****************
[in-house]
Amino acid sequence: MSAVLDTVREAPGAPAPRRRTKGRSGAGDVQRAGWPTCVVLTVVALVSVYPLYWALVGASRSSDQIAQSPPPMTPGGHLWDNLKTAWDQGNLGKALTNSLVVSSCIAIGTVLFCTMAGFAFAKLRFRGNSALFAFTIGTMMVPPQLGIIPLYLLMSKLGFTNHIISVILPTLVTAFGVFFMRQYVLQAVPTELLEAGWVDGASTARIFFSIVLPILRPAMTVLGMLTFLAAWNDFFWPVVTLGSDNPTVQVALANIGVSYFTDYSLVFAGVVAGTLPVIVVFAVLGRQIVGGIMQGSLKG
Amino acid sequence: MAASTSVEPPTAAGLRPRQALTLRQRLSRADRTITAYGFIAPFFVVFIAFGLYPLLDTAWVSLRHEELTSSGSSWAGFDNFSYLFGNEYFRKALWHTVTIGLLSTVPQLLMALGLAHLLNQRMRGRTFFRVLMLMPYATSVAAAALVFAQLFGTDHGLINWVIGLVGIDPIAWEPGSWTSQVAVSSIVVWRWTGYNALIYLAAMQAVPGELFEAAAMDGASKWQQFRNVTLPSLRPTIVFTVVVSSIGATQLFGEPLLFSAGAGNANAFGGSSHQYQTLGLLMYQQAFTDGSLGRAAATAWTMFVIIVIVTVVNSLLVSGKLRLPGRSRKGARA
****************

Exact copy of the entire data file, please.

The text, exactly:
[in-house]
Amino acid sequence: MSAVLDTVREAPGAPAPRRRTKGRSGAGDVQRAGWPTCVVLTVVALVSVYPLYWALVGASRSSDQIAQSPPPMTPGGHLWDNLKTAWDQGNLGKALTNSLVVSSCIAIGTVLFCTMAGFAFAKLRFRGNSALFAFTIGTMMVPPQLGIIPLYLLMSKLGFTNHIISVILPTLVTAFGVFFMRQYVLQAVPTELLEAGWVDGASTARIFFSIVLPILRPAMTVLGMLTFLAAWNDFFWPVVTLGSDNPTVQVALANIGVSYFTDYSLVFAGVVAGTLPVIVVFAVLGRQIVGGIMQGSLKG
Amino acid sequence: MAASTSVEPPTAAGLRPRQALTLRQRLSRADRTITAYGFIAPFFVVFIAFGLYPLLDTAWVSLRHEELTSSGSSWAGFDNFSYLFGNEYFRKALWHTVTIGLLSTVPQLLMALGLAHLLNQRMRGRTFFRVLMLMPYATSVAAAALVFAQLFGTDHGLINWVIGLVGIDPIAWEPGSWTSQVAVSSIVVWRWTGYNALIYLAAMQAVPGELFEAAAMDGASKWQQFRNVTLPSLRPTIVFTVVVSSIGATQLFGEPLLFSAGAGNANAFGGSSHQYQTLGLLMYQQAFTDGSLGRAAATAWTMFVIIVIVTVVNSLLVSGKLRLPGRSRKGARA